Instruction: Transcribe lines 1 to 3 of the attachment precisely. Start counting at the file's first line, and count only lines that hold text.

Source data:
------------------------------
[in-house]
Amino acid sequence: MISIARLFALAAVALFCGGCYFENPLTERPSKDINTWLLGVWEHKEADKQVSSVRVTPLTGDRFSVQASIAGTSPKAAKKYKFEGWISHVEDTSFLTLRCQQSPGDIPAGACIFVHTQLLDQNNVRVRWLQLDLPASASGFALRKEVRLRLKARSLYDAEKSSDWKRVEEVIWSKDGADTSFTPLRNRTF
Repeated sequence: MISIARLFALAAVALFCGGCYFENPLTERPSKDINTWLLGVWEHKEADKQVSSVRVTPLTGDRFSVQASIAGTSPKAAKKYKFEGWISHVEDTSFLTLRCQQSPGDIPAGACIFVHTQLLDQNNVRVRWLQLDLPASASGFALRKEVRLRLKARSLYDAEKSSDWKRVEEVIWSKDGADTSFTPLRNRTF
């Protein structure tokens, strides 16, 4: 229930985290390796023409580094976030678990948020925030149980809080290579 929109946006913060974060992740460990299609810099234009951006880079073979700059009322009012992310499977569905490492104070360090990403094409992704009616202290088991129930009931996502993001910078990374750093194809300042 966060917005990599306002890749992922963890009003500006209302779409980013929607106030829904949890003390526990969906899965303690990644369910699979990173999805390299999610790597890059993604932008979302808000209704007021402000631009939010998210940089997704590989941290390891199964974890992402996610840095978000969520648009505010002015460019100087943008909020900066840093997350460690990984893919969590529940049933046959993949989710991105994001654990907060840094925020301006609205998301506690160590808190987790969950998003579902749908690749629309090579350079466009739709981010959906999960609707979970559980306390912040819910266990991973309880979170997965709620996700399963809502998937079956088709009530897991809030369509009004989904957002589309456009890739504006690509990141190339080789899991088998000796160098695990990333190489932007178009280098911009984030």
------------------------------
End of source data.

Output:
[in-house]
Amino acid sequence: MISIARLFALAAVALFCGGCYFENPLTERPSKDINTWLLGVWEHKEADKQVSSVRVTPLTGDRFSVQASIAGTSPKAAKKYKFEGWISHVEDTSFLTLRCQQSPGDIPAGACIFVHTQLLDQNNVRVRWLQLDLPASASGFALRKEVRLRLKARSLYDAEKSSDWKRVEEVIWSKDGADTSFTPLRNRTF
Repeated sequence: MISIARLFALAAVALFCGGCYFENPLTERPSKDINTWLLGVWEHKEADKQVSSVRVTPLTGDRFSVQASIAGTSPKAAKKYKFEGWISHVEDTSFLTLRCQQSPGDIPAGACIFVHTQLLDQNNVRVRWLQLDLPASASGFALRKEVRLRLKARSLYDAEKSSDWKRVEEVIWSKDGADTSFTPLRNRTF